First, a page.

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Smartphones are becoming top targets for cyber attacks

Smartphones as “wallets” will replace cash and credit cards.

Hackers at a notorious Def Con gathering that ends here Sunday have come up with ways to reach into digital wallets.

Smartphones at the heart of modern lifestyles are becoming top targets for cyber attacks, according to security specialists and hackers who flocked to Las Vegas this week for back-to-back Def Con and Black Hat conferences.

“We are entering a post-PC (personal computer) exploitation world,” said researcher Stephen Ridley of Xipiter, where his team uncovered that the same types of attacks that plague desktop computers can be turned on mobile gadgets.

“I think phones are going to be the only thing people are interested in popping in the next five years or so,” he concluded, saying hacker attention is shifting to the always-on, personal data rich devices in people’s pockets.

Along with contact information for friends and logs of activities such as Internet surfing, smartphones typically have location-sensing capabilities that track where they have been.

Using smartphones as “wallets” will be common within a decade, largely replacing cash and credit cards, according to a Pew Research survey released in April.

Sixty-five percent of “technology stakeholders and critics” who responded to an opt-in poll by Pew Research and Elon University Imagining the Internet Center agreed that handheld gadgets would be a mainstream way to pay by the year 2020.

“What is in your wallet now? Identification, payment, and personal items,” Google chief economist Hal Varian was quoted as saying in a survey response. “All this will easily fit in your mobile device and will inevitably do so.”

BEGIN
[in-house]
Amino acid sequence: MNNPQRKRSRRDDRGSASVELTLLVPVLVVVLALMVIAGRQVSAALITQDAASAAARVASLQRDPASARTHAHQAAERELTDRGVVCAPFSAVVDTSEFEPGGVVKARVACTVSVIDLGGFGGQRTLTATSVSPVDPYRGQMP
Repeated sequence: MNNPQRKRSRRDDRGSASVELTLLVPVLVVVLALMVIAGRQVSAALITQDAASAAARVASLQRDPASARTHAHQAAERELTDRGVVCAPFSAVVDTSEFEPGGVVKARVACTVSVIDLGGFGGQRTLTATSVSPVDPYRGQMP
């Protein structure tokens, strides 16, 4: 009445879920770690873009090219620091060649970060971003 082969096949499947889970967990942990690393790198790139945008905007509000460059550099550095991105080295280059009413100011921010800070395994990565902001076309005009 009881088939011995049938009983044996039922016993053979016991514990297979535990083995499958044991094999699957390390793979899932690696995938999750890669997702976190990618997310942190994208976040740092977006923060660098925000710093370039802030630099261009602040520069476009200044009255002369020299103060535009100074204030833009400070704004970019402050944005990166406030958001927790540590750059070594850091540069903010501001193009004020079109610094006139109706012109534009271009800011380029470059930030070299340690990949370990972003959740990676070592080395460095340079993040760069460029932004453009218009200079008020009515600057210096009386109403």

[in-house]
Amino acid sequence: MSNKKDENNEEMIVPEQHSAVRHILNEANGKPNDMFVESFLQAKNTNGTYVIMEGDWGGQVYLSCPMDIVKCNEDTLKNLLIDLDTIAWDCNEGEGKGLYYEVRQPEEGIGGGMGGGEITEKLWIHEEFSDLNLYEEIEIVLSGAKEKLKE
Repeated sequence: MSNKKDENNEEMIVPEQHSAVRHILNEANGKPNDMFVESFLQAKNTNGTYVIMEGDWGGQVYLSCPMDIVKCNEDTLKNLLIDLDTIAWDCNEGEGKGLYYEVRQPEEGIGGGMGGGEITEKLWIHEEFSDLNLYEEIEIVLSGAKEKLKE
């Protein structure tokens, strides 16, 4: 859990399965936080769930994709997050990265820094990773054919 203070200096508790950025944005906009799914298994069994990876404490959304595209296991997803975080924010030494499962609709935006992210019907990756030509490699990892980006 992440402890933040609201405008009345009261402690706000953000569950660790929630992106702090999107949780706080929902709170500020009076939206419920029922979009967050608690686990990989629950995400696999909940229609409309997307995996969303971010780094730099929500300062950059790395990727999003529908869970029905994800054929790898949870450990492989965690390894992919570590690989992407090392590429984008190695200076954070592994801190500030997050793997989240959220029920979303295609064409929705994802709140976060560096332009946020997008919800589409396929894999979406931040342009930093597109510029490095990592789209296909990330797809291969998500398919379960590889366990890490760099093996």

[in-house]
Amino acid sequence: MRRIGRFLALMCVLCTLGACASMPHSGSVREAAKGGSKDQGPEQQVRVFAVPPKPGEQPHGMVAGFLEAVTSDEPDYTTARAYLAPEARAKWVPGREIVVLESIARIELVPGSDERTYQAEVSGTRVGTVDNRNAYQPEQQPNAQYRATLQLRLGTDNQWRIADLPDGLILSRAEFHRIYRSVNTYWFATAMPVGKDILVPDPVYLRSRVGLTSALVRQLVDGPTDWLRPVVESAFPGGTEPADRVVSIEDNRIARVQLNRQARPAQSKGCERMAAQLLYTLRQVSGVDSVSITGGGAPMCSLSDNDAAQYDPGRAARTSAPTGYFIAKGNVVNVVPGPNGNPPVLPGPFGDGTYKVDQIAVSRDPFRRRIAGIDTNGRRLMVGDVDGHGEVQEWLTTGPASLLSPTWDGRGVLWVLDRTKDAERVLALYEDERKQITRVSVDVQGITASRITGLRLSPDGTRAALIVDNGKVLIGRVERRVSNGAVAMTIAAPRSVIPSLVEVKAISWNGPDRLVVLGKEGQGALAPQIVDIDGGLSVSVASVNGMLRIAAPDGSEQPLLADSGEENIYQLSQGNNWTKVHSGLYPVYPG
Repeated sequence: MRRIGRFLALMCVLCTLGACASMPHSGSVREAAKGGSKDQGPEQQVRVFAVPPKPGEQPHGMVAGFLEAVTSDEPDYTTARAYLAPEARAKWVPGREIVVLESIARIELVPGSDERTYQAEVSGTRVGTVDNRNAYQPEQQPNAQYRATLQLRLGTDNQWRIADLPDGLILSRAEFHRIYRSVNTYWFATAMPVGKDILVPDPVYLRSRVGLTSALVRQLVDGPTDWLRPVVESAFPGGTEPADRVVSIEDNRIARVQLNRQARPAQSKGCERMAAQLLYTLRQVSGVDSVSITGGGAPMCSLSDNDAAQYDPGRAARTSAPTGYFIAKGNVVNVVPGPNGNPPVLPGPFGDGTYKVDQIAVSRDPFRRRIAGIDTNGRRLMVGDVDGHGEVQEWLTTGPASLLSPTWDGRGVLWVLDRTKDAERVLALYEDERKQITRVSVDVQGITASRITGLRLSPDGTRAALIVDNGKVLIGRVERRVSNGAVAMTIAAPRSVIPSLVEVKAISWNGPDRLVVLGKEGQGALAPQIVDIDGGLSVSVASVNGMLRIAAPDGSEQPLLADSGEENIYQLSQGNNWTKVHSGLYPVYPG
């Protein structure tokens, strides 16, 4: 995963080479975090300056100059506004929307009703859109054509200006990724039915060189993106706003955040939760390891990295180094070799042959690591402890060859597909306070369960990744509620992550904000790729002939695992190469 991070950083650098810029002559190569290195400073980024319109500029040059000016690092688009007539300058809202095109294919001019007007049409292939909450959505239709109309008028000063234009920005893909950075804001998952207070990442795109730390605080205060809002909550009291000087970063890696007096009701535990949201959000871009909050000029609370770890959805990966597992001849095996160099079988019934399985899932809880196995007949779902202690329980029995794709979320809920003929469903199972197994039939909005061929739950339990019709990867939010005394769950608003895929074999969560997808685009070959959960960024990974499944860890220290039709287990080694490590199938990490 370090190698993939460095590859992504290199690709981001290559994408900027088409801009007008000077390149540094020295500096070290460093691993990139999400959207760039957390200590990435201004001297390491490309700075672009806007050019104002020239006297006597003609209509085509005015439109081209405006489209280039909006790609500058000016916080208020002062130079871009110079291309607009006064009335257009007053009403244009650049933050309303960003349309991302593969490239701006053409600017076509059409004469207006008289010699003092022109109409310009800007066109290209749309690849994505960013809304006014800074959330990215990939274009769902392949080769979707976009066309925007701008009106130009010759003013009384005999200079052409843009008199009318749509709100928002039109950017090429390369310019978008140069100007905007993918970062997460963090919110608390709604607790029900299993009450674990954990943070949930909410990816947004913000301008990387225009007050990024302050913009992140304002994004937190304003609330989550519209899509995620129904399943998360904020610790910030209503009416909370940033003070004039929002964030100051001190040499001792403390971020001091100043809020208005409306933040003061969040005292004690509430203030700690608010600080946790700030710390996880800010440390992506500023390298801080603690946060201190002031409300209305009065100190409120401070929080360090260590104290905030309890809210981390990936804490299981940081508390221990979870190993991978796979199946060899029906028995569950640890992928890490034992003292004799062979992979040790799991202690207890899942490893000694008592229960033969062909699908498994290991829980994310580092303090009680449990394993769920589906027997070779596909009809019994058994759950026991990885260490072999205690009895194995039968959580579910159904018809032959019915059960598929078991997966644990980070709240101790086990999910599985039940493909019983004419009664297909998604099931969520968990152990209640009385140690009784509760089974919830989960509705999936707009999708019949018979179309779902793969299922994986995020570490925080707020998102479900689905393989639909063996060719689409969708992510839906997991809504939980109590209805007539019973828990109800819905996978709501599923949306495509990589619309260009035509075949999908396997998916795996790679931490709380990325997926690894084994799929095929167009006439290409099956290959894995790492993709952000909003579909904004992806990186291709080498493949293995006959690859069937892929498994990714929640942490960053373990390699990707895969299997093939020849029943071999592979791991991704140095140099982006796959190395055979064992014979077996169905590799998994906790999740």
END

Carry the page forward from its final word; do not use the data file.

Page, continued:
Google last year launched a “Wallet” service that lets sophisticated Android-powered mobile phones be used to “tap and pay” for purchases at shops.

Blackwing Intelligence security researcher Eddie Lee showed Def Con attendees how to how to use an Android-powered smartphone to pick up the data from a credit card and then used the swiped information for digital wallet purchases.

“You can start spending on someone’s credit card; basically you can use it the way you use Google Wallet,” Lee said while demonstrating his technique for a packed room of hackers.

“We’ve know for a long time you can skim RFID credit cards,” he said. “This lets you abuse that information and spend on those cards. Maybe this will give the credit card companies an incentive to fix the things in my wallet.”

He theorized the tactic could work on other cards, such as those for metro system fares or building access.

Accuvant computer security firm consultant and former National Security Agency analyst Charlie Miller showed Def Con attendees a way to slip into smartphones by getting a sensor close enough to read signals from NFC chips.

In some cases, it is even possible to take over control of a phone via NFC — stealing photos and contact lists, and sending text messages or make phone calls, according to Miller’s presentation.

“You’re supposed to be paying for stuff and scanning movie posters with your smartphone, but be aware that this is another way that bad guys can attack your phone,” Miller told AFP.

He showed that if he could briefly get an antennae device easily concealed in a sticker near enough to a phone at an opportune moment, it can open a virtual door that a hacker could slip in through.

He contended it would be simple to discreetly affix an innocuous-looking sticker near a digital wallet touchpad at a store checkout counter and then linger nearby and hack phones of buyers.

“It will pair with my machine and I can control the phone,” Miller said.

“A bad guy can use that moment of talking to your phone to steal data,” he continued. “NFC is cool, convenient and fun; I’m just trying to say let’s pay attention to the security implications.”

NFC or RFID technology used to share data with nearby sensors is used in smartphones, credit cards, and even passports.


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